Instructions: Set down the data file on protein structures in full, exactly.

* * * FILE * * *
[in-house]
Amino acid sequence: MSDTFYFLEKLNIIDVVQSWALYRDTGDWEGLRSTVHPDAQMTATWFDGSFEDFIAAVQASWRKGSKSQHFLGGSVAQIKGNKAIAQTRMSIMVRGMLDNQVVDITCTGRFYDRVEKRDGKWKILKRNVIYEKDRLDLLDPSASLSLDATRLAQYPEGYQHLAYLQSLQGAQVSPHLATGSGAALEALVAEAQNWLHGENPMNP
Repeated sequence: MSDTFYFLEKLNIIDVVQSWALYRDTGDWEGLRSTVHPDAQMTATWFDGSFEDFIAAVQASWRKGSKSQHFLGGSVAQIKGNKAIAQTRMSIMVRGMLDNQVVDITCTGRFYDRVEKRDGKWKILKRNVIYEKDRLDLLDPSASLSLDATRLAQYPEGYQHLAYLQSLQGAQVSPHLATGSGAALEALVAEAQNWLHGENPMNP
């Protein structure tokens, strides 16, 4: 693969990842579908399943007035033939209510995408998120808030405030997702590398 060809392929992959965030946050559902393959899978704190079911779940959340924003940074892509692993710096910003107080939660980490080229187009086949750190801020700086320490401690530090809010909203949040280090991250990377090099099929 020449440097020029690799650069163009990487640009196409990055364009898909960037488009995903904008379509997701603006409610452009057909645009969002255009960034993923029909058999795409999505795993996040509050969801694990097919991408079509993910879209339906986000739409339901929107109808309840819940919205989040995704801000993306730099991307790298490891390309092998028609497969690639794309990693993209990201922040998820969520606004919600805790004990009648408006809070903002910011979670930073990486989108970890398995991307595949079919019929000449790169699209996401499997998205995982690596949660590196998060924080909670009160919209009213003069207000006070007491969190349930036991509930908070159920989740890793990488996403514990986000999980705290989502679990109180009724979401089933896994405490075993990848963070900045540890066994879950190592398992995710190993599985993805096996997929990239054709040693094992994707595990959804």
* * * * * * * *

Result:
[in-house]
Amino acid sequence: MSDTFYFLEKLNIIDVVQSWALYRDTGDWEGLRSTVHPDAQMTATWFDGSFEDFIAAVQASWRKGSKSQHFLGGSVAQIKGNKAIAQTRMSIMVRGMLDNQVVDITCTGRFYDRVEKRDGKWKILKRNVIYEKDRLDLLDPSASLSLDATRLAQYPEGYQHLAYLQSLQGAQVSPHLATGSGAALEALVAEAQNWLHGENPMNP
Repeated sequence: MSDTFYFLEKLNIIDVVQSWALYRDTGDWEGLRSTVHPDAQMTATWFDGSFEDFIAAVQASWRKGSKSQHFLGGSVAQIKGNKAIAQTRMSIMVRGMLDNQVVDITCTGRFYDRVEKRDGKWKILKRNVIYEKDRLDLLDPSASLSLDATRLAQYPEGYQHLAYLQSLQGAQVSPHLATGSGAALEALVAEAQNWLHGENPMNP
């Protein structure tokens, strides 16, 4: 693969990842579908399943007035033939209510995408998120808030405030997702590398 060809392929992959965030946050559902393959899978704190079911779940959340924003940074892509692993710096910003107080939660980490080229187009086949750190801020700086320490401690530090809010909203949040280090991250990377090099099929 020449440097020029690799650069163009990487640009196409990055364009898909960037488009995903904008379509997701603006409610452009057909645009969002255009960034993923029909058999795409999505795993996040509050969801694990097919991408079509993910879209339906986000739409339901929107109808309840819940919205989040995704801000993306730099991307790298490891390309092998028609497969690639794309990693993209990201922040998820969520606004919600805790004990009648408006809070903002910011979670930073990486989108970890398995991307595949079919019929000449790169699209996401499997998205995982690596949660590196998060924080909670009160919209009213003069207000006070007491969190349930036991509930908070159920989740890793990488996403514990986000999980705290989502679990109180009724979401089933896994405490075993990848963070900045540890066994879950190592398992995710190993599985993805096996997929990239054709040693094992994707595990959804």